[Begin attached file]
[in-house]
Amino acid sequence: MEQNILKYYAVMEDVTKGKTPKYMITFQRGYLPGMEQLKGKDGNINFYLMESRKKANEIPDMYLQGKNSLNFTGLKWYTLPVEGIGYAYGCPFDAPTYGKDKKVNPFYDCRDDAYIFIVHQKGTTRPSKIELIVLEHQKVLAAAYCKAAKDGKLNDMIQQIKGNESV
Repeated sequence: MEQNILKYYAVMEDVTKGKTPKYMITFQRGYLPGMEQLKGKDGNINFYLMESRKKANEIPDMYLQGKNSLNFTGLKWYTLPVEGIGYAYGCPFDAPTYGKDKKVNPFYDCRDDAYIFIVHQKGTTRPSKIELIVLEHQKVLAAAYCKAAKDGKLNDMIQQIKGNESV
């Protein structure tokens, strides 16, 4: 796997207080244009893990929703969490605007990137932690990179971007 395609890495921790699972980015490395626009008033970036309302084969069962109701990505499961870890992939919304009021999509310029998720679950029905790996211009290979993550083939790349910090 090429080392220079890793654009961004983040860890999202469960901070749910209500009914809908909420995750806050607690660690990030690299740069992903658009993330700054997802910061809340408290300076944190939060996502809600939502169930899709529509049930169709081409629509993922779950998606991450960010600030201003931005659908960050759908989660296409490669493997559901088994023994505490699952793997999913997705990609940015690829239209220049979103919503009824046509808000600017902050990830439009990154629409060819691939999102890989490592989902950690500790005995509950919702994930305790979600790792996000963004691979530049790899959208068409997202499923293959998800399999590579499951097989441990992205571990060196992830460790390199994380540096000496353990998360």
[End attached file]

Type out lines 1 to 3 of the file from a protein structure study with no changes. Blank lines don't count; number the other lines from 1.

[in-house]
Amino acid sequence: MEQNILKYYAVMEDVTKGKTPKYMITFQRGYLPGMEQLKGKDGNINFYLMESRKKANEIPDMYLQGKNSLNFTGLKWYTLPVEGIGYAYGCPFDAPTYGKDKKVNPFYDCRDDAYIFIVHQKGTTRPSKIELIVLEHQKVLAAAYCKAAKDGKLNDMIQQIKGNESV
Repeated sequence: MEQNILKYYAVMEDVTKGKTPKYMITFQRGYLPGMEQLKGKDGNINFYLMESRKKANEIPDMYLQGKNSLNFTGLKWYTLPVEGIGYAYGCPFDAPTYGKDKKVNPFYDCRDDAYIFIVHQKGTTRPSKIELIVLEHQKVLAAAYCKAAKDGKLNDMIQQIKGNESV